Is the problem gatekeepers, though?
The next great playwrights aren't necessarily in Yale's MFA program right now. Sure, they might be. But you know what else? They're just as likely to be self-producing a play at The Brick. Or at Dixon Place. Or not even in New York at all.The class problem, in my mind, has more to do with the economics of playwrighting and theater.
I'm going to level with you: you're not going to find a lot of working class people at The Brick either. Or at Dixon Place. I have a theater company, and I can only do it because I have a white-collar job right now and I come from a white collar family. I live as though I was working class because I sink so much of my money into the deep, dark hole that is theater, but I am by no means working class. The people who I know who are working class are not self-producing. I don't even know if they have enough time to submit their plays, they're working so hard.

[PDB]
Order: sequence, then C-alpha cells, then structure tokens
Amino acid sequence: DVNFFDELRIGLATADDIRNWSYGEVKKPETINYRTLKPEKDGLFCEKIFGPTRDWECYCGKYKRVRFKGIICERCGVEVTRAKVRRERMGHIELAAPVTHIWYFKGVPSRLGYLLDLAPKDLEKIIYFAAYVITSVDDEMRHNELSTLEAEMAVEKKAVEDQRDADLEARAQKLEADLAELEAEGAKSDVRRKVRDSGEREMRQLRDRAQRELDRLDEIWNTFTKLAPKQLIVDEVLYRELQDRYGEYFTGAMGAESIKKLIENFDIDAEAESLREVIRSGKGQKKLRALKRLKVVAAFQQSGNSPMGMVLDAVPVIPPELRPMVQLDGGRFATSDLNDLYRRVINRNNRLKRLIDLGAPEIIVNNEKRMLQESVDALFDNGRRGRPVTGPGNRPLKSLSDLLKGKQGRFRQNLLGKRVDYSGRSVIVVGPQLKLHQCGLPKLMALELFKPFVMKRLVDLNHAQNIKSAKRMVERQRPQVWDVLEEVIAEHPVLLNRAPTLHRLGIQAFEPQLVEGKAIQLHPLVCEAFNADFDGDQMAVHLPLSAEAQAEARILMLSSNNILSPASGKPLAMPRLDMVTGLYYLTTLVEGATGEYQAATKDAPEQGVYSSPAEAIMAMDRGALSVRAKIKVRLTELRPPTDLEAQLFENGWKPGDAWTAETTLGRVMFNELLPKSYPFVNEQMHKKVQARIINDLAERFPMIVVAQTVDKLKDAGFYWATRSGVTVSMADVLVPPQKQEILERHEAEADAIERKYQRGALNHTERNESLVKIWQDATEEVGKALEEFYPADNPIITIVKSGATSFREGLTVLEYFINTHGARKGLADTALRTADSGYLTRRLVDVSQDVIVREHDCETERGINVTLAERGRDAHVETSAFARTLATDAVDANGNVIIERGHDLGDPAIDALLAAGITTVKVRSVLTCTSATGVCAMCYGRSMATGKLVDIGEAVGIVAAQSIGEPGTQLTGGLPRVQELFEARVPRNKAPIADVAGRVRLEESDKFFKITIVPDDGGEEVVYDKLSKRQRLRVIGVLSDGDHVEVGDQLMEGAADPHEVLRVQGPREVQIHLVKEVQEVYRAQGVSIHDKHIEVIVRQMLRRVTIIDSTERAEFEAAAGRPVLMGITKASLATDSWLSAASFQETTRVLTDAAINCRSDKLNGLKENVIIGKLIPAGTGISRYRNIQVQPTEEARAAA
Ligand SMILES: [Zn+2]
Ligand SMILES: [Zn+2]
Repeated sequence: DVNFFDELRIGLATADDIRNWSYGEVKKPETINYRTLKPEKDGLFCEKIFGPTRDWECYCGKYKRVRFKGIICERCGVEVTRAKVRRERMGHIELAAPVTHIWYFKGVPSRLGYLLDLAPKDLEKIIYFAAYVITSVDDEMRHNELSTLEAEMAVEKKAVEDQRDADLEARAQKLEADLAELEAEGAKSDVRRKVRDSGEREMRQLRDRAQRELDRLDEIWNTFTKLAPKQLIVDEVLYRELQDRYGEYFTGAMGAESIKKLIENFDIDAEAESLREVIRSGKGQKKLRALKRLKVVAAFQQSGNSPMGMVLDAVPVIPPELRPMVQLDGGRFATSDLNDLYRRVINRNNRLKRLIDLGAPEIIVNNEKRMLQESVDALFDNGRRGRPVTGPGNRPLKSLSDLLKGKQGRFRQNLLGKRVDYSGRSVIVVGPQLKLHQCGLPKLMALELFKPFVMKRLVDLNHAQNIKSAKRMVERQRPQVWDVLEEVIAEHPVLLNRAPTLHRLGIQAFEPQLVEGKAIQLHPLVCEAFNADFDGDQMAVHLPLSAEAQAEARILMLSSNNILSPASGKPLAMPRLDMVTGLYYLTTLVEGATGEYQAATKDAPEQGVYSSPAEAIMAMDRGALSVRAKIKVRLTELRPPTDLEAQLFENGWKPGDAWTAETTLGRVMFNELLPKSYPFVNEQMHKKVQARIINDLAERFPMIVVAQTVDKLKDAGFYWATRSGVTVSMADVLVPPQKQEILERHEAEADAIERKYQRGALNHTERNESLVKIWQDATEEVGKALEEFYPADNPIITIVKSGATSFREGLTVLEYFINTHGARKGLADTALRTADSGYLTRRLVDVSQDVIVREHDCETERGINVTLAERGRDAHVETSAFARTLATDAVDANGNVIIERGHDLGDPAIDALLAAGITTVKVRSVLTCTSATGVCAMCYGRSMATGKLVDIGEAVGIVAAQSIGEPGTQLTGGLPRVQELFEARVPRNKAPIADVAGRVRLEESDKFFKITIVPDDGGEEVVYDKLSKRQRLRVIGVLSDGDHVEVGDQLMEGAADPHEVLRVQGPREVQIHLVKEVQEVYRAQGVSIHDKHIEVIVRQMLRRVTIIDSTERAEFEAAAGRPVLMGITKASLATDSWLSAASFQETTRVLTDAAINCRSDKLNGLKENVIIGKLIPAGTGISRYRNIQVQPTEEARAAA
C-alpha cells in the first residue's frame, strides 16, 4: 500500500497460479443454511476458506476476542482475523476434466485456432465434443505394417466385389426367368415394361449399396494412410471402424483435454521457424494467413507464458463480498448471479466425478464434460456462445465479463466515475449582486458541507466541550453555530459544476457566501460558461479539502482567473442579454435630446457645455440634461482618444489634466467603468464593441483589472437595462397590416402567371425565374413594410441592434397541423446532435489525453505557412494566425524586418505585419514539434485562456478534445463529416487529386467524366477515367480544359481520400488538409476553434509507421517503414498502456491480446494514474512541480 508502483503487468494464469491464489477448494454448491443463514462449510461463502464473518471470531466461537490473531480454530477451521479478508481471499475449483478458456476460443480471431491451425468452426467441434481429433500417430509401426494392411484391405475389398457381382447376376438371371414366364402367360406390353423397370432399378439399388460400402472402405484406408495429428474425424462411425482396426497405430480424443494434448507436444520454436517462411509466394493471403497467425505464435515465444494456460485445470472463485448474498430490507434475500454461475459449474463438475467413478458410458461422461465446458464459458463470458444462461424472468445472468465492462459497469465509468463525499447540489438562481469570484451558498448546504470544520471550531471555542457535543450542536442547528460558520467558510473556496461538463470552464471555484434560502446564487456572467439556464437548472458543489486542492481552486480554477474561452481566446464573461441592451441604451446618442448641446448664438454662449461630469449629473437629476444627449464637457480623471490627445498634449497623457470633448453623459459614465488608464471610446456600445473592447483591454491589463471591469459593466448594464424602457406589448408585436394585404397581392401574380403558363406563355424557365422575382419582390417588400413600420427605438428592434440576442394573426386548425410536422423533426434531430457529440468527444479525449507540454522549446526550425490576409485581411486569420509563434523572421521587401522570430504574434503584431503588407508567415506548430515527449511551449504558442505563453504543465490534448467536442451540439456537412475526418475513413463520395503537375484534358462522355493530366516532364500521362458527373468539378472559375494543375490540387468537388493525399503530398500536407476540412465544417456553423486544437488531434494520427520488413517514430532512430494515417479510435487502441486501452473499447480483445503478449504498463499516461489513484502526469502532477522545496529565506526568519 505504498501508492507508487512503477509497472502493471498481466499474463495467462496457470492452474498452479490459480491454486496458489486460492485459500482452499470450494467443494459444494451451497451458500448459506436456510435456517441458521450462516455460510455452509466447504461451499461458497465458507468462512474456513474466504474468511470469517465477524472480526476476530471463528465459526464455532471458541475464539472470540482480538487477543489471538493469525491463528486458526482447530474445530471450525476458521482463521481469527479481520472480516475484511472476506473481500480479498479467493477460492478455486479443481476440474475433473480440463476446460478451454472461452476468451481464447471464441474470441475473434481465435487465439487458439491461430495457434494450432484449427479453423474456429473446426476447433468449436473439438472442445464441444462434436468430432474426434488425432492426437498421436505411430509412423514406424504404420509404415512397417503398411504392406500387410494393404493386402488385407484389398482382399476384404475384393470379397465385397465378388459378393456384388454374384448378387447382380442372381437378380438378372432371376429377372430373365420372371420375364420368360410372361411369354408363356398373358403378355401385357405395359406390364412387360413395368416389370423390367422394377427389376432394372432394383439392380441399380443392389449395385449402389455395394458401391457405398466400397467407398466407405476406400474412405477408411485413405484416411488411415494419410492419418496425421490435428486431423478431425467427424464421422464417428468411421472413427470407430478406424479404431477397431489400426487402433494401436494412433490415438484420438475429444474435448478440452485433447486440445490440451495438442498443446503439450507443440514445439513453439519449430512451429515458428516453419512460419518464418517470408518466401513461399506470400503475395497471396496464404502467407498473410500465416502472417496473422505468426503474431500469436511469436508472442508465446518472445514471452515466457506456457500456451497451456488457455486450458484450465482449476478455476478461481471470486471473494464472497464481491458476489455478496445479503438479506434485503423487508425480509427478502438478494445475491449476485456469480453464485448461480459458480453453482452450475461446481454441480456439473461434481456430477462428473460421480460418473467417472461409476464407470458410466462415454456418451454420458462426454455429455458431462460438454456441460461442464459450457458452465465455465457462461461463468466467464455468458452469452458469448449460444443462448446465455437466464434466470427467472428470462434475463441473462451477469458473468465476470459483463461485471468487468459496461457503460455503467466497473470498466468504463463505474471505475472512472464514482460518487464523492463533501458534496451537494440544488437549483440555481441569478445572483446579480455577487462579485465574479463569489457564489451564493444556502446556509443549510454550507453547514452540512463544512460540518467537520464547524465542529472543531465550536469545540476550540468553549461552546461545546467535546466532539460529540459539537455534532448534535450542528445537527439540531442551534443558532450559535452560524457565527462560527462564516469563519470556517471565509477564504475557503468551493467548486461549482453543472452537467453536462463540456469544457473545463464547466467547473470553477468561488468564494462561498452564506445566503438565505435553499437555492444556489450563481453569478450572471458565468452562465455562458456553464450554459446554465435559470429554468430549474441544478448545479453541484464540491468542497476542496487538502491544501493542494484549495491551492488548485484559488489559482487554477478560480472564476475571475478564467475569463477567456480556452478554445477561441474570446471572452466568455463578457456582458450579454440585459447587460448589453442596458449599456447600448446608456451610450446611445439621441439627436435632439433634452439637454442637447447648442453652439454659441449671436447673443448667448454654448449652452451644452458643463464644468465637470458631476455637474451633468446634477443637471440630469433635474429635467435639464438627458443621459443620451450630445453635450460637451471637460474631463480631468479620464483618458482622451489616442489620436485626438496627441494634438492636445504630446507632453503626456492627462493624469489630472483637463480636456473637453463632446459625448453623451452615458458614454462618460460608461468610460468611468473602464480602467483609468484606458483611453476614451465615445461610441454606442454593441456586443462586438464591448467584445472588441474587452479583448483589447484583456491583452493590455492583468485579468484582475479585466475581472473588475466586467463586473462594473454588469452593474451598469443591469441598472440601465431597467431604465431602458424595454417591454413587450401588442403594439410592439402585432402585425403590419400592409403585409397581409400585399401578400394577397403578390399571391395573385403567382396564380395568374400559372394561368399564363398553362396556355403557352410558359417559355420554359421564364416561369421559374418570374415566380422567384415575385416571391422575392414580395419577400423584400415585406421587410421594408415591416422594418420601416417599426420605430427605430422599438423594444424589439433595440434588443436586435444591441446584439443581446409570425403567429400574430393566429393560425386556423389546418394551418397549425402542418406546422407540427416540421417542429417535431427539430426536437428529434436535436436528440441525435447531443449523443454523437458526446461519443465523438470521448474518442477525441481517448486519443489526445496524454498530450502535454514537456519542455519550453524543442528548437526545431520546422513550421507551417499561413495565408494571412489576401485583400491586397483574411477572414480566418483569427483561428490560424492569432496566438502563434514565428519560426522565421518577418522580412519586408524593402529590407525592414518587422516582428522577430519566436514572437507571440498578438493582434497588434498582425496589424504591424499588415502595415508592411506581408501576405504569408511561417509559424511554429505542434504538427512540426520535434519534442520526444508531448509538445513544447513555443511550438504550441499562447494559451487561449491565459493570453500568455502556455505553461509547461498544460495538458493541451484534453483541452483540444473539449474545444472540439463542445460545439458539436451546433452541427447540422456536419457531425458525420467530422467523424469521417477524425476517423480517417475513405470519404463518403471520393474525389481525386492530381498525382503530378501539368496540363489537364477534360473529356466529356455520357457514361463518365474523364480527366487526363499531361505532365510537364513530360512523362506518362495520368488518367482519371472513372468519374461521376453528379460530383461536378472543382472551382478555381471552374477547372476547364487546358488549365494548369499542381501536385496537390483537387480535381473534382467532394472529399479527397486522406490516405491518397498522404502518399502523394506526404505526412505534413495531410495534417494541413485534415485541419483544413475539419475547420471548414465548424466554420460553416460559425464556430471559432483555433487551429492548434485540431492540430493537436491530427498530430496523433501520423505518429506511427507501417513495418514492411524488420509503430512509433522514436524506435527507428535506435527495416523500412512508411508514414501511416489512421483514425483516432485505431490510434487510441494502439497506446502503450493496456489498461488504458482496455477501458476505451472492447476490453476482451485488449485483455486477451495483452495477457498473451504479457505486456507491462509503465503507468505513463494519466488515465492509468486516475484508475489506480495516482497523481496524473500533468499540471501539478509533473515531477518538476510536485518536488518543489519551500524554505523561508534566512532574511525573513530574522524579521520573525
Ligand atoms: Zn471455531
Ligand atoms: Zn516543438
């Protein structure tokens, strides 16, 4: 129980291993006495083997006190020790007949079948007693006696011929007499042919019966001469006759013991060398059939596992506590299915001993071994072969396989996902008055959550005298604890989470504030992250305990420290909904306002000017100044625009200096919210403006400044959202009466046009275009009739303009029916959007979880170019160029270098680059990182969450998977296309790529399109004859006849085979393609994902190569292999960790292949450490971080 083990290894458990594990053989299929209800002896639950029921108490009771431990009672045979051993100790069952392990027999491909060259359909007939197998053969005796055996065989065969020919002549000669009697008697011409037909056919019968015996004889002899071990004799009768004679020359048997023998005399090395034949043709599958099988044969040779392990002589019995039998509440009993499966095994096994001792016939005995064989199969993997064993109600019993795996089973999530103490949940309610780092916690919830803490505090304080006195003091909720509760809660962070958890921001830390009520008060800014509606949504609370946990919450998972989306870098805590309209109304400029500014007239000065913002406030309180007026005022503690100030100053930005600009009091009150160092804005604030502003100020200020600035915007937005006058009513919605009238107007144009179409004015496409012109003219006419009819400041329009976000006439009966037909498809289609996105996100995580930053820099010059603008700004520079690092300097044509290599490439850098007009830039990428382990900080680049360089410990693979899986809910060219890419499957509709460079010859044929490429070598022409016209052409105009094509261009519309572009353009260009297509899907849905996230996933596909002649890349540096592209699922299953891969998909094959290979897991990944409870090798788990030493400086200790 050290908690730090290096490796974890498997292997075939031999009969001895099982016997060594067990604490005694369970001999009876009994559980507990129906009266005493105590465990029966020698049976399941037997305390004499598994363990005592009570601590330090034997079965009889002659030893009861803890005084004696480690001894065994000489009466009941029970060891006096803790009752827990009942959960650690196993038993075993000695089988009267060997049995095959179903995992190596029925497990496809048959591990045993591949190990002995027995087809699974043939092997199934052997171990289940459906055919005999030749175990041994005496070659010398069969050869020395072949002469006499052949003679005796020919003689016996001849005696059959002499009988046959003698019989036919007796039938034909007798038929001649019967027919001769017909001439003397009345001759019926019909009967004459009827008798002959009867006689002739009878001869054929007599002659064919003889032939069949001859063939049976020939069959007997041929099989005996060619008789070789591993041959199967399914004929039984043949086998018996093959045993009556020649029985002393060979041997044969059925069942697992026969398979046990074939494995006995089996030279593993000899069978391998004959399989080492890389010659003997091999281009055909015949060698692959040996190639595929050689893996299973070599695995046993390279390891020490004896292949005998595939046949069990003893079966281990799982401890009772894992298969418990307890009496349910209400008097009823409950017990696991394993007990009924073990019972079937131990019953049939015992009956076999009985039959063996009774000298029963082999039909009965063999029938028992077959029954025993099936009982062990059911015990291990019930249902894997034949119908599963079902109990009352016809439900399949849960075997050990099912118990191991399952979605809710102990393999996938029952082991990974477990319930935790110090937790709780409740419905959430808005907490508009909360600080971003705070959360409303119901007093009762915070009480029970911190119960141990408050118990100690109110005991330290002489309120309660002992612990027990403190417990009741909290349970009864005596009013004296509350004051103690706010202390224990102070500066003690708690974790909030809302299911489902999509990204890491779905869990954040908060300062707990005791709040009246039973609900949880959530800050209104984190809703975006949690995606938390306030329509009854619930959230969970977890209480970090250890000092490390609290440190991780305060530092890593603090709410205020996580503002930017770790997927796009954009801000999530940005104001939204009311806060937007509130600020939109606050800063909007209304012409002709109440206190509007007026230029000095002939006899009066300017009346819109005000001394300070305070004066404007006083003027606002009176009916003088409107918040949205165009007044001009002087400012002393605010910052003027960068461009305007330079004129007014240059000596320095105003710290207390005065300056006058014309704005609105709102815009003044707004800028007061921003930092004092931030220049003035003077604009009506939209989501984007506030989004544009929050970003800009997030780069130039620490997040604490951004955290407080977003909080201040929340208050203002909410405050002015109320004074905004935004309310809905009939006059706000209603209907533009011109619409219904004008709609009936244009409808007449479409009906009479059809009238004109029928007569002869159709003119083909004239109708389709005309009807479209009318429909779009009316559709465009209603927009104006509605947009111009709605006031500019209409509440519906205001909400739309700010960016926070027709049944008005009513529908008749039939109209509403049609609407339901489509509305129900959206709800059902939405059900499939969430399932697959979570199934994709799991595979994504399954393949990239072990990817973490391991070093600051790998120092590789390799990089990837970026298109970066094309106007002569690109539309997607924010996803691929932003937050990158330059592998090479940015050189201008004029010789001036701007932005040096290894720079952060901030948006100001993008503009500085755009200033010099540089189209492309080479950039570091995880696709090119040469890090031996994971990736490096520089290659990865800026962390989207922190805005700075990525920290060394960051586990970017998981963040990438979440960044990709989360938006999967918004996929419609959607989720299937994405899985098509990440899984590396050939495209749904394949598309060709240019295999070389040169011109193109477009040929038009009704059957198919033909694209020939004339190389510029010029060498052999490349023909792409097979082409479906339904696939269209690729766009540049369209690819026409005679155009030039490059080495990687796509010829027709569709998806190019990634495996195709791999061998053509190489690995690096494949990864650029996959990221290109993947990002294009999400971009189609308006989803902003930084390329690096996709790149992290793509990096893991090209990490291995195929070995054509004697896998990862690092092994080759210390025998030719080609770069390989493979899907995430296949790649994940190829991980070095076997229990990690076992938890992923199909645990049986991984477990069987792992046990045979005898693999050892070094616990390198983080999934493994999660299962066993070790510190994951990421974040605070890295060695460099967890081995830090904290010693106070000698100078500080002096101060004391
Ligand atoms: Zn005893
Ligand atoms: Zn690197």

Still, everything that Joshua writes stands.